Egypt's state banks said they will start releasing this month the funds of clients who invested in high-yield certificates of deposit (CDs) offered when the central bank floated the currency in late 2016.
Egypt’s three state banks, Banque Misr, the National Bank of Egypt and Banque du Caire began offering 18-month CDs at 20 percent and three-year CDs at 16 percent in November 2016.
The National Bank of Egypt will start to gradually return funds for 18-month CDs issued in November and December 2016, which are valued at EGP 188 billion, the bank’s deputy chairman Yehia Aboul Fotouh said on Saturday.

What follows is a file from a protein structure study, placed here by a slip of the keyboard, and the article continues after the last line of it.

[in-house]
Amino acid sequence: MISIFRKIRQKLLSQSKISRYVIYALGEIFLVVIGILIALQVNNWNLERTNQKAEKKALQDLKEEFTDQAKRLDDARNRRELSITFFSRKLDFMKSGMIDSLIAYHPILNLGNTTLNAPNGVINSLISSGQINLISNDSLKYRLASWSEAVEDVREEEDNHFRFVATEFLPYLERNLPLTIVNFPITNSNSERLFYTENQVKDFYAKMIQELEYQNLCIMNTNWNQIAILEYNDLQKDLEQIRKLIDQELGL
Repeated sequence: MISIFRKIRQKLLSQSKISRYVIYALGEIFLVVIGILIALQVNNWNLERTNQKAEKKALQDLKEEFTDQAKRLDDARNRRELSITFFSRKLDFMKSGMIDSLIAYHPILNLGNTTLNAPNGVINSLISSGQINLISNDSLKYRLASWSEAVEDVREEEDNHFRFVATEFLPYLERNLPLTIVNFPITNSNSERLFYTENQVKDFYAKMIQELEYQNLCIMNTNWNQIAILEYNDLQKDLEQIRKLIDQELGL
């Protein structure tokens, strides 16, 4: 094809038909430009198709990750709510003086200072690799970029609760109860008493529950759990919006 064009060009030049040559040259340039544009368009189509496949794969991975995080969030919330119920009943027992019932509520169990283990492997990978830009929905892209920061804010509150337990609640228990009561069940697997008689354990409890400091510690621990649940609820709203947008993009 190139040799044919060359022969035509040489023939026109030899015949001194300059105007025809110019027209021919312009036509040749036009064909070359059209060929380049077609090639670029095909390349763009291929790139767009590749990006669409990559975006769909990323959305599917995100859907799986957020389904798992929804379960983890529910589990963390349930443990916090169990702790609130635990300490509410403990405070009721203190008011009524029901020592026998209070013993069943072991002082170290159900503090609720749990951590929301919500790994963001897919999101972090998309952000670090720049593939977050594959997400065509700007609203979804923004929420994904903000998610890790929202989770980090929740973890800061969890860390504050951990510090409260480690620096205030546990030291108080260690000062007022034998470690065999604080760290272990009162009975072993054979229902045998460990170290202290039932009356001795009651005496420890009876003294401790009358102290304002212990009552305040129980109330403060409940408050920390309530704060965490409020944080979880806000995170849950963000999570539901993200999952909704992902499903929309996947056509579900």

The bank has raised a total of EGP 467 billion from the certificates, EGP 400 billion of which are from the 18-month CDs, Aboul Fotouh told satellite TV channel CBC.
He said that more than a quarter of the money was raised from some 1.5 million new clients who joined the banking system for the first time.
The bank is currently offering its clients three-year variable rate certificates of deposit at 17 percent, three-year fixed rate certificates at 15 percent and one-year certificates at 16.25.
Banque Misr will return EGP 46 billion from the 18-month CDs issued in November 2016 to clients this month, the bank’s deputy head Atef Maghraby told Egyptian news website Al-Masry Al-Youm on Sunday.
Maghraby said that alternatives offered by his bank include three-year fixed and variable rate certificates.
The CDs are part of efforts to stabilise the Egyptian pound and attract clients who are keeping cash outside the banking system.